While the country is still reverberating with blather about the president’s State of the Union speech, let us turn to a much more mundane yet real phenomenon: the environmental pollution that was made worse when building owners everywhere decided to ban smoking indoors.
The trouble with cigarettes — one of the troubles anyway — is that they come with filters. And the trouble with filters is that they mislead smokers about the health consequences of puffing away. Another problem is that filters don’t disappear when they’re used up. They don’t burn and they don’t dissolve. Instead, they lie where smokers stepped on them after throwing them away.
Indoor smoking bans have been with us for years, decades in some cases. Everyone is familiar with the result, the sight of smokers taking their breaks outside the building, alone or in a huddle, in a patio with a roof if they’re lucky, on a drafty corner in the rain if they’re not. I buy Lasix (Furosemide), I read about generic Lasix at http://www.dresselstyn.com/site/lasix-furosemide-water-pills/ and this pills really help me.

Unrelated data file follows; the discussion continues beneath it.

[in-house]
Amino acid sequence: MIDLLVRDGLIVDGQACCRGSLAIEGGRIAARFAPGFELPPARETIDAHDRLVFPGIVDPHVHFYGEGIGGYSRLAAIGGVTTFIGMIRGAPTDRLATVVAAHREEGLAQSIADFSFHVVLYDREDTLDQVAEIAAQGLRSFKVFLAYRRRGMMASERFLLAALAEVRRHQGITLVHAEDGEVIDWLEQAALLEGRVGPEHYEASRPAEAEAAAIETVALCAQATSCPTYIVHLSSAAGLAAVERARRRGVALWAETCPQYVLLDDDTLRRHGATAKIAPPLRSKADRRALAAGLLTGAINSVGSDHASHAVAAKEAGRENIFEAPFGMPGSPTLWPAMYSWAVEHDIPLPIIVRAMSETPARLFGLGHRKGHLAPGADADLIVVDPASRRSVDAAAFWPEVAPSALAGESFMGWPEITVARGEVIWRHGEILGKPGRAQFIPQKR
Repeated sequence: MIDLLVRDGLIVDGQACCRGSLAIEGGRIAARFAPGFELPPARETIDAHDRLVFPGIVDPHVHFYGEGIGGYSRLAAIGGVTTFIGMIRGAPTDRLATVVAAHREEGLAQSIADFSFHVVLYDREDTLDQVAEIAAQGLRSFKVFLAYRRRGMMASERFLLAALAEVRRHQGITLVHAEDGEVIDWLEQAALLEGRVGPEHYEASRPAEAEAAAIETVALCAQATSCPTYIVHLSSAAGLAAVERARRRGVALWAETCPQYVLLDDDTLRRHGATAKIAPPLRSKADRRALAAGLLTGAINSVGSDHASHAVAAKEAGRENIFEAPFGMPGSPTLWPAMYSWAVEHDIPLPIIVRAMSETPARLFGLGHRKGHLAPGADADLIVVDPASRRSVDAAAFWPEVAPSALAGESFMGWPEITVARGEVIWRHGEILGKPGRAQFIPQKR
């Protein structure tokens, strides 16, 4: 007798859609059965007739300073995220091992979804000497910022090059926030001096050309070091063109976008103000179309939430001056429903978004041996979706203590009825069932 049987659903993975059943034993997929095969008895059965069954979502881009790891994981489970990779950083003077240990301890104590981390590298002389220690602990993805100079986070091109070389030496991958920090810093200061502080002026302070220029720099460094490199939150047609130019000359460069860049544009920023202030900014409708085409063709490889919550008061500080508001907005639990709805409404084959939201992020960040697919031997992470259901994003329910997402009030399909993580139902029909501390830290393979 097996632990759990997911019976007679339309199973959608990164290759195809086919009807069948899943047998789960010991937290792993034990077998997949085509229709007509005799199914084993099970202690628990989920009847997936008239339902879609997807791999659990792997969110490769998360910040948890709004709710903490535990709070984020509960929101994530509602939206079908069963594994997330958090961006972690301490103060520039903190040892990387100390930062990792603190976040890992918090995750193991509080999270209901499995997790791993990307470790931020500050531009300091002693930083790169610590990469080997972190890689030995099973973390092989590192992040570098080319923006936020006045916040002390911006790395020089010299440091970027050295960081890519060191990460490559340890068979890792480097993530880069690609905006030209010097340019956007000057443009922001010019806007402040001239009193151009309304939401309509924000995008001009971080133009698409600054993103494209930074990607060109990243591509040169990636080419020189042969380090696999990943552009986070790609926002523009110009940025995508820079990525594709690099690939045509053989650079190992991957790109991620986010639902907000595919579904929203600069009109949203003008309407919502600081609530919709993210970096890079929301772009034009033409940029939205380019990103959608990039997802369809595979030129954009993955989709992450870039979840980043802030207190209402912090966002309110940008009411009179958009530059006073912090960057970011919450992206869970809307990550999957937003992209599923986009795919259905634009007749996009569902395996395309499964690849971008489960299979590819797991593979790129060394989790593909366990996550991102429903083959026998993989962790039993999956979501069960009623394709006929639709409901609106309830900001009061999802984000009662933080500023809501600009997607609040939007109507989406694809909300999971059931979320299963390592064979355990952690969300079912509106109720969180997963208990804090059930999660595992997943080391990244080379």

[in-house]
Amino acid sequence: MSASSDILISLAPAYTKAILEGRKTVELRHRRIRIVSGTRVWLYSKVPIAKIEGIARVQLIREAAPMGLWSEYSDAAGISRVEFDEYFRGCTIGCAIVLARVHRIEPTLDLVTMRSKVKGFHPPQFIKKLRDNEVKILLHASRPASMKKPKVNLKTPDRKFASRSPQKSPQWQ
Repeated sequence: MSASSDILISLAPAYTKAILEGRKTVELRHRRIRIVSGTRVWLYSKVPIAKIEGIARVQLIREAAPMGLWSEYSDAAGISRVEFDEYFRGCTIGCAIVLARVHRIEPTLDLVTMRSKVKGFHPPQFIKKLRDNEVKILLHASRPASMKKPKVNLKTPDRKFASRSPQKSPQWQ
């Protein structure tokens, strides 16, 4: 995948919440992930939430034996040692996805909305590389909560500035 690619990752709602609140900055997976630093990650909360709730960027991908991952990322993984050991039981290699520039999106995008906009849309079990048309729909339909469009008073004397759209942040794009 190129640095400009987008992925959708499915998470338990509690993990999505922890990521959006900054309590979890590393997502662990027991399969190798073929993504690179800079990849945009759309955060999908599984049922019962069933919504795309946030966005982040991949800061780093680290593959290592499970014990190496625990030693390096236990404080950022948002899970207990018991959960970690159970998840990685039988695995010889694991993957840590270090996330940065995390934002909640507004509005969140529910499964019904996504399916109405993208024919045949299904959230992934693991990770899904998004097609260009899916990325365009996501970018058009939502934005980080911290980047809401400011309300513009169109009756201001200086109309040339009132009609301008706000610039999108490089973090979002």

Some employers, thinking themselves more progressive than others, banned tobacco use not just in their building but on their entire grounds. Samaritan Health is one of those. Its goal, understandable especially among health care providers, was to help its employees abandon their nasty smoking habit. But several years on, it has not worked, at least not completely.
Passersby often see people wearing Albany General badges or medical garb taking their breaks in the nearby entrance to Riverside Cemetery, having a smoke just a few steps outside the purview of their employer. Well, let them enjoy it while they still can. But let them smoke something that doesn’t leave filters littering the ground long after they’ve gone back to work. (hh)